Before my wife and I moved out to the suburbs and began our gang of mayhem, we lived in NW Portland, on 23rd Avenue, which was just beginning to be hip/upscale in the mid-90s when we lived there.  It was 10 blocks from my work, the impound lot under the Interstate, so I walked to work, as well as to PSU for college courses in the mornings.  The main advantage, however, of living there was the condensed selection of restaurants, pubs, tacquerias, coffee shops, bakeries, and homeless people, all packed within 10 blocks in any direction.

One of the lots we patrolled that produced a lot of impounds was 2 blocks from our apartment, an old closed restaurant called Quality Pie. Because it was right in the hub of the Vegas Strip, and because it was an open parking lot for an abandoned restaurant that everyone assumed was free parking for anyone visiting the neighborhood, it produced a lot of impounds.  I mean a LOT.  The impound signs were very clear, and the neighborhood locals all knew what was happening and would try to warn people, but often there would be as many as 10 or 15 cars a day getting towed, and even more near-tows.  The day-shift guys got most of them.  There was a lot of circling.  I remember going by the lot one afternoon, and it was empty, and as I went around the block I saw one of our other drivers stopped, talking to a passerby.  I decided to continue around the block, and when I went back around, there were now 2 cars in the lot.  I radioed in my discovery, and the driver I had passed scrambled to get turned around, but as I approached the lot, a third driver came from the other direction for the second car, leaving the second driver out in the cold.  Literally all you needed to refresh your chances was about 2 minutes.  By evening, the people working in the neighborhood had cleared out and left some space, and the shoppers also, so parking opened up a little.  

One afternoon, right after I got to work, I drove up to Quality Pie, and there was a Subaru parked there, so I started hooking up.  There were people milling all around, and one guy started yelling at the top of his lungs that a car was getting towed, trying to find the owner.  I
just smiled and continued to do what I was doing.  I never let stuff like that bother me.  However, I also worked quickly to get
the car up on dollies, and as I did so, I noticed that there was a tall to-go coffee cup on the center console.  It was a clear cup, iced coffee, and it was full.  It wasn't in a cup holder.  I slowly pulled out of the lot, trying to keep the car as parallel to the ground as I good, using the inside wheellift controls to raise it and lower it with the contour of the parking lot exit and the road.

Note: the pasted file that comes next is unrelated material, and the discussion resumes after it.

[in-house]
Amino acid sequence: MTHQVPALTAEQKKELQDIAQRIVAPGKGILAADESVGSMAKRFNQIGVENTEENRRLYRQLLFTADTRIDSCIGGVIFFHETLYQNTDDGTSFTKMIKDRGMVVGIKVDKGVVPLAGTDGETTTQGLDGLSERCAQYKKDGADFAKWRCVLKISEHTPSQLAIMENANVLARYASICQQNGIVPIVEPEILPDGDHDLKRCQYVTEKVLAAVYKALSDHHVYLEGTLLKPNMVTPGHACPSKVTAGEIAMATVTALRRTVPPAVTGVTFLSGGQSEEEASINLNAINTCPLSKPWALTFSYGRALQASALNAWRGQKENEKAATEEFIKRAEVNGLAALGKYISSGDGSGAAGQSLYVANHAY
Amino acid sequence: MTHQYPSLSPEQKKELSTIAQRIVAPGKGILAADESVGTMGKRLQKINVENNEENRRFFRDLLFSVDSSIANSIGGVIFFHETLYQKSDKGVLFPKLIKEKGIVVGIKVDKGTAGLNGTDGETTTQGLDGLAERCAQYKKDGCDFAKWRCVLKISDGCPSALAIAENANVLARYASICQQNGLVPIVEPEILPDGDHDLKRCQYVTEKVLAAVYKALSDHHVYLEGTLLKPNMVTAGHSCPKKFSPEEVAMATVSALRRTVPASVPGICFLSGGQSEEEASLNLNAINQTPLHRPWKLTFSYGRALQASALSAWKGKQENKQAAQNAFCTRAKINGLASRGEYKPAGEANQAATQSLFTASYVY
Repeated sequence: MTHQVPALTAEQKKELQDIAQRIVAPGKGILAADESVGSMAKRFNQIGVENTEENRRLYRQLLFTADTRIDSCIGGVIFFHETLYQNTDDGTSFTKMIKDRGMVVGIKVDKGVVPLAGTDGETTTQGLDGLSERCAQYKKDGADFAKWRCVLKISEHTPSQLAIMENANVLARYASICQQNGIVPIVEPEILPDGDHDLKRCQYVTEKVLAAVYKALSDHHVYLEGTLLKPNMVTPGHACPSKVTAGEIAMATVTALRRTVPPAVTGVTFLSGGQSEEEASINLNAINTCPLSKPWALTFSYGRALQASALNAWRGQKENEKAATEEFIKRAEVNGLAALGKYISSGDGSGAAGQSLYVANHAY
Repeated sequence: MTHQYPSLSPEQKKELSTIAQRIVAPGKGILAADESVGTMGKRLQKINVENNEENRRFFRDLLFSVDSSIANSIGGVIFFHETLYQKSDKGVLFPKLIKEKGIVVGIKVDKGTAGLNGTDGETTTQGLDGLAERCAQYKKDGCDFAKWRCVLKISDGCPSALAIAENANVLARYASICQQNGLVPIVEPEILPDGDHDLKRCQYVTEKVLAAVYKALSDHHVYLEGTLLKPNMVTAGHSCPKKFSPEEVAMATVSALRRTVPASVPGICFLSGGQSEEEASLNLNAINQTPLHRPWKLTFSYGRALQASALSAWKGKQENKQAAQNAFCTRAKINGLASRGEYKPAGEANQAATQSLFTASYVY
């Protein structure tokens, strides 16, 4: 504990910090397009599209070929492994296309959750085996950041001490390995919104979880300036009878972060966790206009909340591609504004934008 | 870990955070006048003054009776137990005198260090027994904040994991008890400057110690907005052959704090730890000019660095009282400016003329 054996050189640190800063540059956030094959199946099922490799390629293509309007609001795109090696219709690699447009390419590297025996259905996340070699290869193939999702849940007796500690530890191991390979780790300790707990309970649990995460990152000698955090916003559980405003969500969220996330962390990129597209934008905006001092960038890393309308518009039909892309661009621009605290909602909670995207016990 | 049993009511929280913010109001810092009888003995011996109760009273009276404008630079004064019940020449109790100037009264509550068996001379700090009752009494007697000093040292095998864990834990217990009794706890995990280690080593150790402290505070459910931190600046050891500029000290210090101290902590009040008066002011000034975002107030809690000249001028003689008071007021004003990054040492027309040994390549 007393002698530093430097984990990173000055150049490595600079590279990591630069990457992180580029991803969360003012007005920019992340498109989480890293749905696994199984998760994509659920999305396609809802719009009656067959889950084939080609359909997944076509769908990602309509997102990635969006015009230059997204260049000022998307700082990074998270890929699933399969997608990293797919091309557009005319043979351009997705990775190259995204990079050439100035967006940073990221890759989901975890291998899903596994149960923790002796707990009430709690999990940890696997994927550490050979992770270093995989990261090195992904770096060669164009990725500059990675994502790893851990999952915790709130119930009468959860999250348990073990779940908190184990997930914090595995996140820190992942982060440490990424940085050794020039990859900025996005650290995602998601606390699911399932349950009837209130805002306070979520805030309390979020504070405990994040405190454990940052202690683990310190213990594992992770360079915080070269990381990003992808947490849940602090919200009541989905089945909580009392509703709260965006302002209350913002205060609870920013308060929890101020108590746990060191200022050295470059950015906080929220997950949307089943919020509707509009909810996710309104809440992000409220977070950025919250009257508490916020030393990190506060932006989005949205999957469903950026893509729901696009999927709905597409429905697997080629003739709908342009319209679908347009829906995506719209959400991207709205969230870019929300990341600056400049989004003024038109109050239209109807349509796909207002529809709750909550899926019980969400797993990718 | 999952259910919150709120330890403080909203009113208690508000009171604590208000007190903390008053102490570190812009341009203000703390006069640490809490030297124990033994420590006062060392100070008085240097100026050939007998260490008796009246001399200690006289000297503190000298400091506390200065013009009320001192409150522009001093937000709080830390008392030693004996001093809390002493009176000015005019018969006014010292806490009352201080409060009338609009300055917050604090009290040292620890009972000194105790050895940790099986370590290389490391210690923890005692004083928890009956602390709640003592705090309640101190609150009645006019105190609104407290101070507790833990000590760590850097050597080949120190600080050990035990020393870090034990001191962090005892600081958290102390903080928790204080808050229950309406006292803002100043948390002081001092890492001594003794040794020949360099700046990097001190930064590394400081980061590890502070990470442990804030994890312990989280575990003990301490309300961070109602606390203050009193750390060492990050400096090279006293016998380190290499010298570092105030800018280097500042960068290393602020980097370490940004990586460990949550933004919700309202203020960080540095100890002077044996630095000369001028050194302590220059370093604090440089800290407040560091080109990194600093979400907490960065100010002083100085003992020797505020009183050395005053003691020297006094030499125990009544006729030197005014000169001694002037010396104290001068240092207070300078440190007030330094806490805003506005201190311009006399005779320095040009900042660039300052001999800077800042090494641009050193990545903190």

Now, I’m not saying you can’t drive around with an open cup in your car without spilling it, but if you’re like me, you can spill something without moving.  It was lucky that I had seen the cup at all.  I really wanted to avoid spilling that coffee.

Before I got to the impound lot 10 blocks away, the owner had called.  She had been at the phone booth, 20 feet away from the car the whole time.  When she showed up, I recognized her and remembered seeing her there.  She had kept her back to me the whole time, evidently very engaged in her phone conversation (this was in an era when very few people had cell phones).  She had even ignored the patriot running around yelling, "Hey, somebody's Subaru is getting towed!!!"  I sat in the office and listened to her rant and rave while she paid the bill, though she was more in disbelief than anything else.  The last thing she said before she left the office was something like, "And I'm sure you spilled my coffee all over my car!"  I watched her out the window as she walked out to the car, peered in the window, unlocked the door, reached in, and picked up the full coffee cup, looking at it like she was inspecting it to make sure it was the coffee she had bought.  That was priceless to me.  I laughed out loud watching her look at that coffee.  She was truly mystified.

Have a safe and profitable week.
Nick Kemper

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